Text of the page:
Skip to main content

Yoko Ono and John Lennon, early 1970s

by Herb Schmitz

Bromide fibre print, 143 x 131 mm.

National Portrait Gallery, London. Given by Herb Schmitz, 1994 (NPG x68800).
© Herb Schmitz


John Lennon and the artist Yoko Ono began a whirlwind romance in 1966 and married in 1969, shortly before The Beatles broke up.  This led to speculation about Ono’s role in the band’s demise, and their relationship has been viewed as controversial by many fans.

Post Beatles, the pair formed the Plastic Ono Band; they collaborated with musicians on experimental releases, and John adopted a more confessional approach in his song writing. ‘God’ (1970) featured the lyrics: ‘I don’t believe in Beatles / I just believe in me / Yoko and me / And that’s reality.’ Ono helped Lennon realise happiness outside of the Beatles, and the couple’s closeness is recorded in photographs such as this one by Herb Schmitz. Ono spoke of a telepathy that inspired their creativity and collaboration, and Lennon was influenced by Yoko’s artistic sensibility; in a 1980 interview he stated, ‘there’s only two artists I’ve ever worked with for more than one night’s stand, as it were. That’s Paul McCartney and Yoko Ono. I think that’s a pretty damned good choice.’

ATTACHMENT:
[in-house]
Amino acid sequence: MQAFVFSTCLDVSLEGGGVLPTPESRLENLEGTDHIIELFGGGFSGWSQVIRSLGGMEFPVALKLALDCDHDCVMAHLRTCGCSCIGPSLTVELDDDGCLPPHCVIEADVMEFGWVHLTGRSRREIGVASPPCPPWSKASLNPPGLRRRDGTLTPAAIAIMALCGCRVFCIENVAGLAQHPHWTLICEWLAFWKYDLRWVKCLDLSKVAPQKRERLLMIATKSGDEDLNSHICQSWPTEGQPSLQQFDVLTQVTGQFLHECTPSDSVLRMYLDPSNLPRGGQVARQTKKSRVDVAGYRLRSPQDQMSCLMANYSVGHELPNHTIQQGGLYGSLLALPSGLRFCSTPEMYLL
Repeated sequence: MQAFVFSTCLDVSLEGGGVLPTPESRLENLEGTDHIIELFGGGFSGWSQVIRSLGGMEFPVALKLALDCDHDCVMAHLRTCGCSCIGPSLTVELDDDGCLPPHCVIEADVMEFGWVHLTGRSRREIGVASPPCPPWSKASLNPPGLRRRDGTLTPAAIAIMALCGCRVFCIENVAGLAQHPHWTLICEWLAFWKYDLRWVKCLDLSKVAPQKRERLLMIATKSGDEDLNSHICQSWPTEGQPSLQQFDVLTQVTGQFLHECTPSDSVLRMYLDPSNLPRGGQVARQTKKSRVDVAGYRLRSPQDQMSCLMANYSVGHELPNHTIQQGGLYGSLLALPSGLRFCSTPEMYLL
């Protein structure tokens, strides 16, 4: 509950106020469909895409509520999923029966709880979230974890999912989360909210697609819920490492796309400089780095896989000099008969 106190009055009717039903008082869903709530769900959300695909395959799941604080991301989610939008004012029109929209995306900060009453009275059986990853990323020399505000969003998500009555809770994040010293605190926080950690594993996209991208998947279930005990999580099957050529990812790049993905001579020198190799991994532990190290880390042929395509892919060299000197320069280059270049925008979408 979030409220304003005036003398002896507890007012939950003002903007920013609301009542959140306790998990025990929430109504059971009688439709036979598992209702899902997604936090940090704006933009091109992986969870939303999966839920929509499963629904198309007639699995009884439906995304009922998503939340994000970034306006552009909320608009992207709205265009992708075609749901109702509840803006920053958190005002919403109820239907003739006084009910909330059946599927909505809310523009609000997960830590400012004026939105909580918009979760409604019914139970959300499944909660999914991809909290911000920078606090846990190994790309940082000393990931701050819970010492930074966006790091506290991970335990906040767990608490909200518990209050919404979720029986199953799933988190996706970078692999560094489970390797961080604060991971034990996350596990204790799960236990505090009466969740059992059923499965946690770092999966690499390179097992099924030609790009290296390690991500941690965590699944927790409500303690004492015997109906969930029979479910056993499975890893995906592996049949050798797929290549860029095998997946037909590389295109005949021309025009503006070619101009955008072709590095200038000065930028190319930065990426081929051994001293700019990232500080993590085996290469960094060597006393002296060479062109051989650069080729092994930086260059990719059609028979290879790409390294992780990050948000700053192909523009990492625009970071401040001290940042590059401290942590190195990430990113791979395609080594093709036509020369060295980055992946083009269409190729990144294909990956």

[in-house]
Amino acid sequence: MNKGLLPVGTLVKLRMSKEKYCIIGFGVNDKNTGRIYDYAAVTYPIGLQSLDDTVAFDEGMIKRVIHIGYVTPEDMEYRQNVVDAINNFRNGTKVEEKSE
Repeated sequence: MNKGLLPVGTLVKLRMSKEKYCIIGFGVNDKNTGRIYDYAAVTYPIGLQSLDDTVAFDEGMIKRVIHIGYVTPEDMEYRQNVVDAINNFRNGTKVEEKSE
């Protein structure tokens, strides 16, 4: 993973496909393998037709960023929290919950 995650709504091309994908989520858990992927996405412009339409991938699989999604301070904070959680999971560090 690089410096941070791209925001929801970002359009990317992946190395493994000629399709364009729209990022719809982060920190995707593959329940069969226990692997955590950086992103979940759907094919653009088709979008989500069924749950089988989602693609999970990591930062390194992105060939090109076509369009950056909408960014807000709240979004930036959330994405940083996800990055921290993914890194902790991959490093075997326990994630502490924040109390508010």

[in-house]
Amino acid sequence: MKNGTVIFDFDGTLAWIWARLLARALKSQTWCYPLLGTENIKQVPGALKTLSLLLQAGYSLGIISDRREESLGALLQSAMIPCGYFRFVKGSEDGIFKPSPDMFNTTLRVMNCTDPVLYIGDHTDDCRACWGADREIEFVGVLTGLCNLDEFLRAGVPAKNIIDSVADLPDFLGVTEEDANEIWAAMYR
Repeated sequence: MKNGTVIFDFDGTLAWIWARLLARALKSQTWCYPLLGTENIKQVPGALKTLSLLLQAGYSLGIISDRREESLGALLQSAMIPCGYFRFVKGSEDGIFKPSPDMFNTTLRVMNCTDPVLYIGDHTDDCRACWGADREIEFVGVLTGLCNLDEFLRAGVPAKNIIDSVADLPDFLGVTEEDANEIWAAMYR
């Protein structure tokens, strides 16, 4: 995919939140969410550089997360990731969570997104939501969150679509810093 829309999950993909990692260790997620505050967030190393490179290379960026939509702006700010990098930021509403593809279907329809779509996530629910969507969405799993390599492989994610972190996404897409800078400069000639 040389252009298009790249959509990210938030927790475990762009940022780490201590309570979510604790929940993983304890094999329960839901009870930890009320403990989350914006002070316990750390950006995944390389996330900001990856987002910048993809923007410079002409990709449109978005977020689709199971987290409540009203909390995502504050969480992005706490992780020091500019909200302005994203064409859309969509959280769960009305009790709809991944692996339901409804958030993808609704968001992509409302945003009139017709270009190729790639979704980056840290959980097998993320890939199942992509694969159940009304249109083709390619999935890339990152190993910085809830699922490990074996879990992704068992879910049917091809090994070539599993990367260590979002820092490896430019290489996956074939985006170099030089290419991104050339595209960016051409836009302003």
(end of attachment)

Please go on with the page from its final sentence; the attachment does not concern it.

© National Portrait Gallery 2020
King Edward Terrace, Parkes
Canberra, ACT 2600, Australia

Phone +61 2 6102 7000
Fax +61 2 6102 7001
ABN: 54 74 277 1196
The National Portrait Gallery acknowledges the Ngunnawal people, the traditional custodians of the land upon which the NPG stands.